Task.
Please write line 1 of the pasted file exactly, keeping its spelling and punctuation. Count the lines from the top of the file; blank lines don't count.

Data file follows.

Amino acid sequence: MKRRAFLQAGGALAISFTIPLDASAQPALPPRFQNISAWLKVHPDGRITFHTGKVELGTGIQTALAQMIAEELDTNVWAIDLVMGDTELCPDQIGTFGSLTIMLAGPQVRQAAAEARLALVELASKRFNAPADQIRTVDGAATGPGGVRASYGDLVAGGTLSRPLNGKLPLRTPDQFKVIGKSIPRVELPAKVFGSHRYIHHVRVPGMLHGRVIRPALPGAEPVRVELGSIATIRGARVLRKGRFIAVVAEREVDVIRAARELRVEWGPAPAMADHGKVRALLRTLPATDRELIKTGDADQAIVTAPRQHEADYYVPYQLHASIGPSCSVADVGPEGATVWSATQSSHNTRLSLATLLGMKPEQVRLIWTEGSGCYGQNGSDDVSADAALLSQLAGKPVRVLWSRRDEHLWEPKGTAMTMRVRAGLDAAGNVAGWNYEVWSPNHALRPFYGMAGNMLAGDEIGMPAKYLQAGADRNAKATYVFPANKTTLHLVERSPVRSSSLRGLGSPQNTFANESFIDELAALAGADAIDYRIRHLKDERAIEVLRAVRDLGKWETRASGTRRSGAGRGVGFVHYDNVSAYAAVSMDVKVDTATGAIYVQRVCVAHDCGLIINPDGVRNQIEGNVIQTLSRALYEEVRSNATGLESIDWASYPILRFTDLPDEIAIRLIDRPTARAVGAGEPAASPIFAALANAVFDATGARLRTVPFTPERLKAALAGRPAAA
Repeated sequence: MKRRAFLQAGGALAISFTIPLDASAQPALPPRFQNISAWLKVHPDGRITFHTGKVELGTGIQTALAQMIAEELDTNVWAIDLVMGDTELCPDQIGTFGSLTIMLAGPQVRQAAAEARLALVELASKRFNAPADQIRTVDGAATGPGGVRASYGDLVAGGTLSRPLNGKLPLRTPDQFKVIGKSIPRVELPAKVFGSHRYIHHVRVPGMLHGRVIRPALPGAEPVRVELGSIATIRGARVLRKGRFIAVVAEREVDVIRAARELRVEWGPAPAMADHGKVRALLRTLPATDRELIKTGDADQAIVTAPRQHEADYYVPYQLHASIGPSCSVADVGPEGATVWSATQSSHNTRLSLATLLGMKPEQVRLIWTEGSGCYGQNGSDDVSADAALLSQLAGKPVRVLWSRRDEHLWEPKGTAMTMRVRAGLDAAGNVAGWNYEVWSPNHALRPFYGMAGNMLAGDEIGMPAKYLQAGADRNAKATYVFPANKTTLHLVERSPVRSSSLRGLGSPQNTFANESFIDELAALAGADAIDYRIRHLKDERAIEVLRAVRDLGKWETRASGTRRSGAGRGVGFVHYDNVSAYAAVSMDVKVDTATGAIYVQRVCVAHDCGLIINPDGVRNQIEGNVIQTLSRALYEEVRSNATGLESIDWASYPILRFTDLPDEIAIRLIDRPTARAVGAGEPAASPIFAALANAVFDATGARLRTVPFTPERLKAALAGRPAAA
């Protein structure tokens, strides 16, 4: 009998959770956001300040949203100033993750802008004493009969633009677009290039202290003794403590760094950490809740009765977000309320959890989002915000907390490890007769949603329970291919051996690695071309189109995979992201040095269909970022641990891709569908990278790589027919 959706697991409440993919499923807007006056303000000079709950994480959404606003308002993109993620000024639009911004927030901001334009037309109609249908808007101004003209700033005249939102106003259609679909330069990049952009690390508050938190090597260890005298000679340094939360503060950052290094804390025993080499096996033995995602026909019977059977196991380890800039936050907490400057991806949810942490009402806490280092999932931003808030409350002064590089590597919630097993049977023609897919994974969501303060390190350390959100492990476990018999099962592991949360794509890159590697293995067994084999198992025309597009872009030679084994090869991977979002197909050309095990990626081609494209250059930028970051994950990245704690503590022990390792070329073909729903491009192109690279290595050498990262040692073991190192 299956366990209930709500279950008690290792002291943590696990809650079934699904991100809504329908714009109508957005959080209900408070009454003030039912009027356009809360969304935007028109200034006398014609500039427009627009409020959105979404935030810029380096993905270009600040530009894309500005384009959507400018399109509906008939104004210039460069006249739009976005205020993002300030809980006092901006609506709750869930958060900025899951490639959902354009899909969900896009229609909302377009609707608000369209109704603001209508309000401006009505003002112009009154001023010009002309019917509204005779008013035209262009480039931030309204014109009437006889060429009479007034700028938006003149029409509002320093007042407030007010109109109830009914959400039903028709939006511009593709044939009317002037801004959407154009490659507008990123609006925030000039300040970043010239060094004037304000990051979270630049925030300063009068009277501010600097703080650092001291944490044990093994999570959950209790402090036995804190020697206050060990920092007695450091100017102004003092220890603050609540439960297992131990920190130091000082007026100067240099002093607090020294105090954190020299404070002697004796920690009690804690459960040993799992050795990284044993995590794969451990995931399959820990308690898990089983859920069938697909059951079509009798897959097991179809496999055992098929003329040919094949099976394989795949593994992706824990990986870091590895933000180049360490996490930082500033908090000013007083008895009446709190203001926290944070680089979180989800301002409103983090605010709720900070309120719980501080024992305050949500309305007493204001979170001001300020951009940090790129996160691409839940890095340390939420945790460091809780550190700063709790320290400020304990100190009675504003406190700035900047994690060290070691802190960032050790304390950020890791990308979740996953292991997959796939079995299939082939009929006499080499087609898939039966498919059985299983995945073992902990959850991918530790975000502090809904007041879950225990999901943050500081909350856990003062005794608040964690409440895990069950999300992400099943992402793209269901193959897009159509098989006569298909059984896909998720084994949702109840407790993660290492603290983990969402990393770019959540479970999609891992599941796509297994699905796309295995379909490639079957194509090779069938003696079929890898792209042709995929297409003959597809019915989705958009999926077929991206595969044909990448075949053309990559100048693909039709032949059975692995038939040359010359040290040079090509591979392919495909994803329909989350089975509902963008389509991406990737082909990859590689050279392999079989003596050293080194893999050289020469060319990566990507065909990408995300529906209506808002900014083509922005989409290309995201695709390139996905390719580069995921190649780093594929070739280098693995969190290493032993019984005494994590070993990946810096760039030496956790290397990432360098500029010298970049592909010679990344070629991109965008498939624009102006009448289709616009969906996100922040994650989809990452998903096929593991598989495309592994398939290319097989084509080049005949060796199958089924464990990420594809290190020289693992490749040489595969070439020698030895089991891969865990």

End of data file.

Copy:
Amino acid sequence: MKRRAFLQAGGALAISFTIPLDASAQPALPPRFQNISAWLKVHPDGRITFHTGKVELGTGIQTALAQMIAEELDTNVWAIDLVMGDTELCPDQIGTFGSLTIMLAGPQVRQAAAEARLALVELASKRFNAPADQIRTVDGAATGPGGVRASYGDLVAGGTLSRPLNGKLPLRTPDQFKVIGKSIPRVELPAKVFGSHRYIHHVRVPGMLHGRVIRPALPGAEPVRVELGSIATIRGARVLRKGRFIAVVAEREVDVIRAARELRVEWGPAPAMADHGKVRALLRTLPATDRELIKTGDADQAIVTAPRQHEADYYVPYQLHASIGPSCSVADVGPEGATVWSATQSSHNTRLSLATLLGMKPEQVRLIWTEGSGCYGQNGSDDVSADAALLSQLAGKPVRVLWSRRDEHLWEPKGTAMTMRVRAGLDAAGNVAGWNYEVWSPNHALRPFYGMAGNMLAGDEIGMPAKYLQAGADRNAKATYVFPANKTTLHLVERSPVRSSSLRGLGSPQNTFANESFIDELAALAGADAIDYRIRHLKDERAIEVLRAVRDLGKWETRASGTRRSGAGRGVGFVHYDNVSAYAAVSMDVKVDTATGAIYVQRVCVAHDCGLIINPDGVRNQIEGNVIQTLSRALYEEVRSNATGLESIDWASYPILRFTDLPDEIAIRLIDRPTARAVGAGEPAASPIFAALANAVFDATGARLRTVPFTPERLKAALAGRPAAA